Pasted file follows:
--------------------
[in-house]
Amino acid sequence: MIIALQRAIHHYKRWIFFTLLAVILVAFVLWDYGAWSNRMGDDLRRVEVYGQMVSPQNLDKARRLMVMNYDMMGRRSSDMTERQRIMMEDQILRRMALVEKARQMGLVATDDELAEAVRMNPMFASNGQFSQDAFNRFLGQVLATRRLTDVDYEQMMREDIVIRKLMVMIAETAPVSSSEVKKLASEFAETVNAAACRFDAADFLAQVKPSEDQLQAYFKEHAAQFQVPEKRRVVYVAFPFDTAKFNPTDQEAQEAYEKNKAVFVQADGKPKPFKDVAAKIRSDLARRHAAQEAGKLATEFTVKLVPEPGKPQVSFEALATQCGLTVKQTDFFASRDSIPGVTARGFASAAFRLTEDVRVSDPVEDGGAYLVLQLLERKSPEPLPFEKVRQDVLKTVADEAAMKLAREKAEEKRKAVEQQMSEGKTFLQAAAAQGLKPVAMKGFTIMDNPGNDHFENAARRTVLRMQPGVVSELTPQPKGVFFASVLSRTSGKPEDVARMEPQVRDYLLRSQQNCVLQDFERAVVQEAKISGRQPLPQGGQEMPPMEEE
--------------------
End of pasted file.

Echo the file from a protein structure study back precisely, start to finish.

[in-house]
Amino acid sequence: MIIALQRAIHHYKRWIFFTLLAVILVAFVLWDYGAWSNRMGDDLRRVEVYGQMVSPQNLDKARRLMVMNYDMMGRRSSDMTERQRIMMEDQILRRMALVEKARQMGLVATDDELAEAVRMNPMFASNGQFSQDAFNRFLGQVLATRRLTDVDYEQMMREDIVIRKLMVMIAETAPVSSSEVKKLASEFAETVNAAACRFDAADFLAQVKPSEDQLQAYFKEHAAQFQVPEKRRVVYVAFPFDTAKFNPTDQEAQEAYEKNKAVFVQADGKPKPFKDVAAKIRSDLARRHAAQEAGKLATEFTVKLVPEPGKPQVSFEALATQCGLTVKQTDFFASRDSIPGVTARGFASAAFRLTEDVRVSDPVEDGGAYLVLQLLERKSPEPLPFEKVRQDVLKTVADEAAMKLAREKAEEKRKAVEQQMSEGKTFLQAAAAQGLKPVAMKGFTIMDNPGNDHFENAARRTVLRMQPGVVSELTPQPKGVFFASVLSRTSGKPEDVARMEPQVRDYLLRSQQNCVLQDFERAVVQEAKISGRQPLPQGGQEMPPMEEE